In the vast majority of those cases (well over 90% of the time, in fact), Midland Funding gets a judgment for the entire balance they claim to be due.

Why Midland Funding Gets Judgments So Often

Most of the time, when someone is sued by Midland or another debt buyer, they fail to defend the case or show up in court.

With no opposition to the lawsuit, the judge grants a judgment in Midland’s favor. Once that judgment is issued, Midland can collect through wage garnishment, bank account levy, and other tactics.

That judgment, in California at least, can be renewed indefinitely. And once the judgment is issued, it’s difficult to get it lifted.

Why Defending A Midland Funding Lawsuit Makes More Sense

As I said, Midland Funding isn’t getting much in the way of documentation when it buys old debts. For example, it doesn’t get copies of the credit card application or statements.

In fact, Midland doesn’t get much proof at all when it comes to the debts it buys. Just enough to figure out who to sue and how much to claim as an amount due.

If you defend the credit card lawsuit when Midland Funding decides to sue, there’s a pretty good chance you’ll either get a very good settlement or win the case entirely. Because in the absence of any proof of their ownership of the debt or the amount due, Midland’s case falls apart.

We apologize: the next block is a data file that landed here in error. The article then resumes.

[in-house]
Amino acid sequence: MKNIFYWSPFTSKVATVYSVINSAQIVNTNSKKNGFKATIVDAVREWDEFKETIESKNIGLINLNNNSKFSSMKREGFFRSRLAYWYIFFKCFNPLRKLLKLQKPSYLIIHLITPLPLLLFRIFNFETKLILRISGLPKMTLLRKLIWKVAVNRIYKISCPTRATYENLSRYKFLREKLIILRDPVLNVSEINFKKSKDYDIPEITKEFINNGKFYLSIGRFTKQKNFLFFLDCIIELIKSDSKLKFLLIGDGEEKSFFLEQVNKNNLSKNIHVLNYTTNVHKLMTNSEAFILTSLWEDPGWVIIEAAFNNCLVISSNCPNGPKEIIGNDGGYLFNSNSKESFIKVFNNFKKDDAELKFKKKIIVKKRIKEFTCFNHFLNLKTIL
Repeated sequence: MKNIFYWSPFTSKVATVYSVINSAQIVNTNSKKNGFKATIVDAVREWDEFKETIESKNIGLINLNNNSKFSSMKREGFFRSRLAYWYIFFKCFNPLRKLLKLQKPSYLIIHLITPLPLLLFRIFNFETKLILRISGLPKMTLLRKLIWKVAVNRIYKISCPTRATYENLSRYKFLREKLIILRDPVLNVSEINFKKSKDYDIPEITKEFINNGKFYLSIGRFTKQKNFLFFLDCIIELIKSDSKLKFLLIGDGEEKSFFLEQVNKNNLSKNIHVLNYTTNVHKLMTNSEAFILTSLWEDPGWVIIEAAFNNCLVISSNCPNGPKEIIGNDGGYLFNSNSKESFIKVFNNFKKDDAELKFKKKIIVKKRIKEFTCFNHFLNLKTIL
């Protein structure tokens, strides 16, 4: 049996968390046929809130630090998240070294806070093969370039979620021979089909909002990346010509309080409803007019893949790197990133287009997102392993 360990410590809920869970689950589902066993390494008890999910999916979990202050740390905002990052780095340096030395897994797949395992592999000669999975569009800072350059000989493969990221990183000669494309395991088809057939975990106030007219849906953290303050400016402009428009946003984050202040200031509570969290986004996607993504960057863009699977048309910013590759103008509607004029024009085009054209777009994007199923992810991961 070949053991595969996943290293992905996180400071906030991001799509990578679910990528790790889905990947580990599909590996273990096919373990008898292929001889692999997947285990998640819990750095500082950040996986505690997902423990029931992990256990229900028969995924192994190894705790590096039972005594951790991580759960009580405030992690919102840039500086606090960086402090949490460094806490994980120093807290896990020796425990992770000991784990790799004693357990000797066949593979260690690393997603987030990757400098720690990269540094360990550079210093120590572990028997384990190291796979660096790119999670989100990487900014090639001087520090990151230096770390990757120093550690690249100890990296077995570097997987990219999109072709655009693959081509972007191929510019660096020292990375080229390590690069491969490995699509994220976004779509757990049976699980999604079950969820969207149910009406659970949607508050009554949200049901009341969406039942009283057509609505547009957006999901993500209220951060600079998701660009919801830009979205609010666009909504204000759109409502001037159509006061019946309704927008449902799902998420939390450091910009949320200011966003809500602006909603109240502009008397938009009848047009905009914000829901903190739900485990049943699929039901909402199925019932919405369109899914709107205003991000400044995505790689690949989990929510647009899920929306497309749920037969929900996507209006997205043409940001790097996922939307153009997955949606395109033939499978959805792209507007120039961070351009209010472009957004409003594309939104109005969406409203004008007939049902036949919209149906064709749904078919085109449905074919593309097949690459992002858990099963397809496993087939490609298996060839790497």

States Have Noticed Midland’s Shoddy Practices

I’m not the only one who’s noticed how shoddy Midland is when it comes to filing credit card lawsuits with little or no proof.

In January 2015, New York State Attorney General Eric Schneiderman sued Encore (Midland’s parent company) over shoddy practices and forced Encore to pay a $675,000 penalty and vacate more than 4,500 court judgments against borrowers.

In 2012 the West Virginia Attorney General sued Encore “for using false affidavits when obtaining default judgments against West Virginia consumers and for failing to include information required by law when suing a consumer in magistrate or circuit court for an alleged debt.”

In 2011, the Minnesota Attorney General launched an inquiry into an Ohio class action against Encore for debt collection abuses after filing a lawsuit against Encore.

If You’re Contacted Or Sued By Midland …

It’s not hard to see why it makes sense to defend any credit card lawsuit that’s brought against you by Midland Funding, Midland Credit Management, or Encore. The company has a long history of playing fast and loose with the debt collection process, and there’s no reason to expect that your case would be any different.

Defending the lawsuit gives you the chance to force Midland to prove up the case, including answering the following questions:

  • are you responsible for payment of the account?
  • does Midland rightfully own the debt they claim they own?
  • is the amount they claim to be due actually accurate?
  • has the lawsuit been filed within the appropriate statute of limitations for collection of a debt?

It’s about making sure that you pay the proper people the proper amount of money, and not one dime more.